For higher education professionals, it is important to host student engagement events to help students stay motivated in their university work and engaged with their fellow classmates. Moreover, these events also help students discover extracurricular interests, develop social skills, and help them feel less isolated in a world where they are expected to become increasingly more independent.
Many student engagement events center around the values of societal commitment, diversity, solidarity, social justice, or the environment. These activities can be voluntary, civic-oriented, or mandatory as part of their academic life. Some examples include volunteering within an association, military engagement in the operational reserve, serving with civic forces such as firefighters, etc.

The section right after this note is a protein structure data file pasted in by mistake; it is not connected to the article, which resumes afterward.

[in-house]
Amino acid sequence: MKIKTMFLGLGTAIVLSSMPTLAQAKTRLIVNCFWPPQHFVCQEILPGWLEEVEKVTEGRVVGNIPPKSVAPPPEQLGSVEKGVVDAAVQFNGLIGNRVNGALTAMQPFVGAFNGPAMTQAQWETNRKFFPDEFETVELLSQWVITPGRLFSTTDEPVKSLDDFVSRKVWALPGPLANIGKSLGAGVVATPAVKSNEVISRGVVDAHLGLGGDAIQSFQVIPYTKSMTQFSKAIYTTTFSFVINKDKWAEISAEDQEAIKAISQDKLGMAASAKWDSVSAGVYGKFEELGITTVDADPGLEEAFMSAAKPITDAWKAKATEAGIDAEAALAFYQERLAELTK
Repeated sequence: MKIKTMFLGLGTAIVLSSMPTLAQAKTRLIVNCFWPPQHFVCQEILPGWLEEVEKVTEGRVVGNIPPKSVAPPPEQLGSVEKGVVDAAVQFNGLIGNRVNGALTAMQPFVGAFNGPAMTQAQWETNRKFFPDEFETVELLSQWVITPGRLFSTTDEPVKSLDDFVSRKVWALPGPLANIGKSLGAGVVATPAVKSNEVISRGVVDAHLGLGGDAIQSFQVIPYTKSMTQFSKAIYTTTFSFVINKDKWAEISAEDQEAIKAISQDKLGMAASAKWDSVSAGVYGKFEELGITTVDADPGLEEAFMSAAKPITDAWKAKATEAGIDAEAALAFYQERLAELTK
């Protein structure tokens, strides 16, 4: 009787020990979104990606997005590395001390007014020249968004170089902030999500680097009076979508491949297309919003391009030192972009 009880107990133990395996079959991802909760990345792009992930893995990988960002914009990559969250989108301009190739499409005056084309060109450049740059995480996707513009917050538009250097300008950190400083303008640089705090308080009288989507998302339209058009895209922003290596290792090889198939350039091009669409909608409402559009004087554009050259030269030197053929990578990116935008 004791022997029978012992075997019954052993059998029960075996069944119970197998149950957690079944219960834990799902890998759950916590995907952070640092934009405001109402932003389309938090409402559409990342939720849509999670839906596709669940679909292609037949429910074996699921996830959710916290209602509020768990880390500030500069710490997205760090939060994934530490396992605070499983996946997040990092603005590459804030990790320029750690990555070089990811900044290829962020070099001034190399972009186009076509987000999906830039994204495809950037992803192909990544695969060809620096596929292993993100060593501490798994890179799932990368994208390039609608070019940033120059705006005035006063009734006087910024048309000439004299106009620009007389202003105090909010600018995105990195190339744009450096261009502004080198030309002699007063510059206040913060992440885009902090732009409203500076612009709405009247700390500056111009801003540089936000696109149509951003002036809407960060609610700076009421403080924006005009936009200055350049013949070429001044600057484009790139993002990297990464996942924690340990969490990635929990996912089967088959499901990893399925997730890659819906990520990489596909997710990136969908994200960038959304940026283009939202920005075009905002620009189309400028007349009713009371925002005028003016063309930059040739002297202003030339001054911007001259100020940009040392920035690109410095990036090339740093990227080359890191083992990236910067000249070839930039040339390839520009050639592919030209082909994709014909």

Of course, you can also host student engagement events centered around sports, festivals, workshops, etc. The goal is to engage students and offer them interesting, fun things to do that can help them grow into healthy, well-rounded individuals.
Why Choose Student Engagement?
Student engagement events help students develop social and interpersonal skills, and explore social causes and issues they may be passionate about. By volunteering with local organizations and getting involved with civic and communal causes, they get a chance to explore activities and interests outside of their everyday university life.
Often, students participate in engagement events for the following reasons:
- To be useful, to satisfy a desire or a personal project.
- To acquire and develop skills/knowledge that can be valued in professional life.
- Because it is very enriching on a professional and human level, and helps develop their interpersonal skills.
The Reason for Student Engagement Events
The engagement of students in the classroom and their studies is, on the one hand, explained by the quality of the relationship they have with their teachers and, on the other hand, explained by the perception that they are of value to the course or program in which they are enrolled.